Financing for the construction of a new base for the Ozark County Ambulance District has been secured, with paperwork signed last week for a $300,000 loan that will fund the project. Plans call for the new base to be built on the same site as the districts current building, which was condemned after hazardous mold was detected there in late 2015.
The Ozark County Times reports Board President Ray Peter says the district plans to construct a 1,680-square-foot building with the funds secured from Central Bank of the Ozarks in Nixa.
The new structure, which will include office space, sleeping rooms for ambulance personnel, two bathrooms and a conference room, will be about half the size of the districts current building. Peter says the smaller building is all the district could afford. Earlier this year, voters rejected a proposed tax levy increase for the ambulance district.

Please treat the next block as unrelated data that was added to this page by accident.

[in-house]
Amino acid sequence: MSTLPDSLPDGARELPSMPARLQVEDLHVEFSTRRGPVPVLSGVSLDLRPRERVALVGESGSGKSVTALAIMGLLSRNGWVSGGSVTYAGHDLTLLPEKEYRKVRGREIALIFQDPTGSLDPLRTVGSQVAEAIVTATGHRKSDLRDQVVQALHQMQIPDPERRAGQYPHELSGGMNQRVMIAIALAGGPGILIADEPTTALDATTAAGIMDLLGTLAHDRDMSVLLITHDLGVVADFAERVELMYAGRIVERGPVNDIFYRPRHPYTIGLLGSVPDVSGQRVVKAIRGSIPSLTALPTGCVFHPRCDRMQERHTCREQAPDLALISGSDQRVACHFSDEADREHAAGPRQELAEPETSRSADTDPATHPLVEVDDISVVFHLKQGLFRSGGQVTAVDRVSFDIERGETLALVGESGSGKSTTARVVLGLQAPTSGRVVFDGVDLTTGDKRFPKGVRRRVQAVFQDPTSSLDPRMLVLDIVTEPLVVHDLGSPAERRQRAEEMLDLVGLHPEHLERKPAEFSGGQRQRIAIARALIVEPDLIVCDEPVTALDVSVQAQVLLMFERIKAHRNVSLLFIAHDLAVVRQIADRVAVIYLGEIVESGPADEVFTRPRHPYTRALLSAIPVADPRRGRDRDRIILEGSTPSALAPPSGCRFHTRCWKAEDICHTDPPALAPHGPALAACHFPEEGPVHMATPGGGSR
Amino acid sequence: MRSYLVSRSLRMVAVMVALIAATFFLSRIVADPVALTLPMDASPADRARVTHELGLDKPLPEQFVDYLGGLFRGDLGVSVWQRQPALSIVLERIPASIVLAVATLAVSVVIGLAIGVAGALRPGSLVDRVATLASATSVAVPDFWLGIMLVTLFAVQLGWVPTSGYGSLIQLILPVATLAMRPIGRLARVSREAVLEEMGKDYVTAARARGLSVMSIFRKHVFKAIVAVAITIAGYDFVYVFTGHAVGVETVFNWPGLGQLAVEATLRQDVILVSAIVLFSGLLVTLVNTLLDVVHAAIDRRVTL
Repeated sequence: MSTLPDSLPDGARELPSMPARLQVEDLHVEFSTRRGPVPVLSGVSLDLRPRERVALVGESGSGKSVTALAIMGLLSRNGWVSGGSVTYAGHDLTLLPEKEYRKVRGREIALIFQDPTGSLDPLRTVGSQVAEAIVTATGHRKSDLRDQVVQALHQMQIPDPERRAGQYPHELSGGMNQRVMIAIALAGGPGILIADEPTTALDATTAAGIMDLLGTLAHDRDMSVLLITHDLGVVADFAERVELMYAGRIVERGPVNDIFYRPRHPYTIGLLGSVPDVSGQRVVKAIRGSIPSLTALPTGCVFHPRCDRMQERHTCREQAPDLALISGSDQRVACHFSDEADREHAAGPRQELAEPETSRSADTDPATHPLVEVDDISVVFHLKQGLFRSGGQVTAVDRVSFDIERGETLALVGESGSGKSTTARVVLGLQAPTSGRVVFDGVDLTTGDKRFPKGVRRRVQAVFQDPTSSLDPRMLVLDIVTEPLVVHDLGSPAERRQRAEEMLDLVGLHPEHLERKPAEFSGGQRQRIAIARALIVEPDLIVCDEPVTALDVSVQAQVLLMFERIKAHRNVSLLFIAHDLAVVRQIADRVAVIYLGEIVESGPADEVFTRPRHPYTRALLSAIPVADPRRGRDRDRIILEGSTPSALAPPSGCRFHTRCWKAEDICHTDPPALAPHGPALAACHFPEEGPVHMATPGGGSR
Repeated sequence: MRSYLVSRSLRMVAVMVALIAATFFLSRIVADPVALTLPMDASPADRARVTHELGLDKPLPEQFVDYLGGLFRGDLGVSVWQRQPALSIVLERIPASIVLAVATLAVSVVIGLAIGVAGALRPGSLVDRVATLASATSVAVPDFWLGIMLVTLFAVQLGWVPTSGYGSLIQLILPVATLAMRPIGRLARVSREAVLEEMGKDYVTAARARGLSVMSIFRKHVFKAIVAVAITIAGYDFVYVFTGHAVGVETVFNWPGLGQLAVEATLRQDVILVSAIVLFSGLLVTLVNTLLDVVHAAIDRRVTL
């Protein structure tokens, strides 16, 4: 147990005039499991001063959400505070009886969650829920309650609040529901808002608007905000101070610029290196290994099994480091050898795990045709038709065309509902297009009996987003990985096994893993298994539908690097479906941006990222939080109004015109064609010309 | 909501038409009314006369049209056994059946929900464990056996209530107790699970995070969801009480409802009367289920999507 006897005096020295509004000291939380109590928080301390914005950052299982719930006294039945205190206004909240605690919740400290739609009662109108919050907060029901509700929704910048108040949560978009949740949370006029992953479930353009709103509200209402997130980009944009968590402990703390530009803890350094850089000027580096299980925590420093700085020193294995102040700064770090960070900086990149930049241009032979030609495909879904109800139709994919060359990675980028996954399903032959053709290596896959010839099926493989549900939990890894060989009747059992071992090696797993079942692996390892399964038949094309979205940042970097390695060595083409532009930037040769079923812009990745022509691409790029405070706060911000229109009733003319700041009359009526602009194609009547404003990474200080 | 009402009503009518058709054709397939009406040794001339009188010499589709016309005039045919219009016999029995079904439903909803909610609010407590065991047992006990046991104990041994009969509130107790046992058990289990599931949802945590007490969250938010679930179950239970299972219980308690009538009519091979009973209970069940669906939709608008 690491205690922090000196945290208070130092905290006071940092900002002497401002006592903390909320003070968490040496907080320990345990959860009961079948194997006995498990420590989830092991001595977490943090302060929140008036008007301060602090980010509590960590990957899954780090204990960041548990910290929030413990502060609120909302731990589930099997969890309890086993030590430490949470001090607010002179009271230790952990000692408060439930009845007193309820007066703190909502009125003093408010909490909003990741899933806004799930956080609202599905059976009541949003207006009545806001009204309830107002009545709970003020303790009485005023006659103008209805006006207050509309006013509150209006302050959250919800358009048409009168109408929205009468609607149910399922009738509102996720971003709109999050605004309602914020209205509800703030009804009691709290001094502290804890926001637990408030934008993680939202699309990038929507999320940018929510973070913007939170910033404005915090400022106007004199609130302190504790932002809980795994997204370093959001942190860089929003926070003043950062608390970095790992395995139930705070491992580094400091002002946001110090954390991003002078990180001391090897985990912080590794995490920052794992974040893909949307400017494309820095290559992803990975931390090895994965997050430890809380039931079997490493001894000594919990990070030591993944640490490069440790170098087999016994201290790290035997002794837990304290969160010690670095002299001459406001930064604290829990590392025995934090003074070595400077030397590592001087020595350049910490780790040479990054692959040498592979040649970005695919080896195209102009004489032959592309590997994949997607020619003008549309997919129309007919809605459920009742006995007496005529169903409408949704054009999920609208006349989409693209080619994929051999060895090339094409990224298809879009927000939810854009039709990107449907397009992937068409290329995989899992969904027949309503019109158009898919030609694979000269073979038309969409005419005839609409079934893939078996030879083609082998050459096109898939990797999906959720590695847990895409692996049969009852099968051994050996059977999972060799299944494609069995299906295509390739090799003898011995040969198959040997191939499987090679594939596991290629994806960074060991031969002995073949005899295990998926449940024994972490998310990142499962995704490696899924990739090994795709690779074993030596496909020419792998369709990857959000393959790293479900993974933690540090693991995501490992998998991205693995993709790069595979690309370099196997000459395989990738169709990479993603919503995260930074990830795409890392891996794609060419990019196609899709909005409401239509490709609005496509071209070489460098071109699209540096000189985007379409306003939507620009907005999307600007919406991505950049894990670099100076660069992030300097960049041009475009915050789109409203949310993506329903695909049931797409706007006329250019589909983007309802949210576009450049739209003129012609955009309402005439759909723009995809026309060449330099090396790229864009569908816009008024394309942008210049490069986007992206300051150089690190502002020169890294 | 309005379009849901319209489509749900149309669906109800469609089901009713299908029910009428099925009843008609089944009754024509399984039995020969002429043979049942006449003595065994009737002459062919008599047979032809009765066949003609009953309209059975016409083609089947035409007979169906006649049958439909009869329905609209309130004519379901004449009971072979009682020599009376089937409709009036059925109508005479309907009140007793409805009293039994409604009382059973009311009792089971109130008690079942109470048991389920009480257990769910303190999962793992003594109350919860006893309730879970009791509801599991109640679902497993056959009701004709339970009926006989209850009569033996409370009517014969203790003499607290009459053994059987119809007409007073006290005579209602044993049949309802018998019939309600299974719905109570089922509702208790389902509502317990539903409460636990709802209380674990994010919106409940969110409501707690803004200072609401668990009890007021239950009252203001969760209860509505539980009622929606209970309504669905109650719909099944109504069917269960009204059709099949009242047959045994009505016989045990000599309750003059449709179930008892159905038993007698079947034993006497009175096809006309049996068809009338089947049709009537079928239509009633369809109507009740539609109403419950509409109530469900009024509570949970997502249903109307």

After ambulance personnel complained of health problems in 2015 and earlier, the district brought in a hazardous materials specialist to investigate the old building on County Road 806 west of the Ozark County Sheriffs Office. The hazmat inspector found elevated levels of nine types of hazardous mold throughout the building, a native stone and concrete structure thought to be at least 75 years old. The inspector recommended the structure be demolished, and the ambulance district is currently soliciting bids for its demolition.
Since the building was condemned, ambulance personnel have been working out of a three-bedroom mobile home behind the current, condemned building on the districts property.
Peter says the district has made arrangements with Morton Building Co. and Municipal Development and Funding to construct the new building. He says the district will rent the building from them for 15 years for $24,000 a year. At the end of those 15 years, the district will own the building.
Peter says it's not known when the new building might be completed, with the existing structure having to be removed before construction of the new facility can begin.
He commended the dedicated professionals who work for the ambulance district, noting they could receive substantial additional compensation in Springfield or other larger places.
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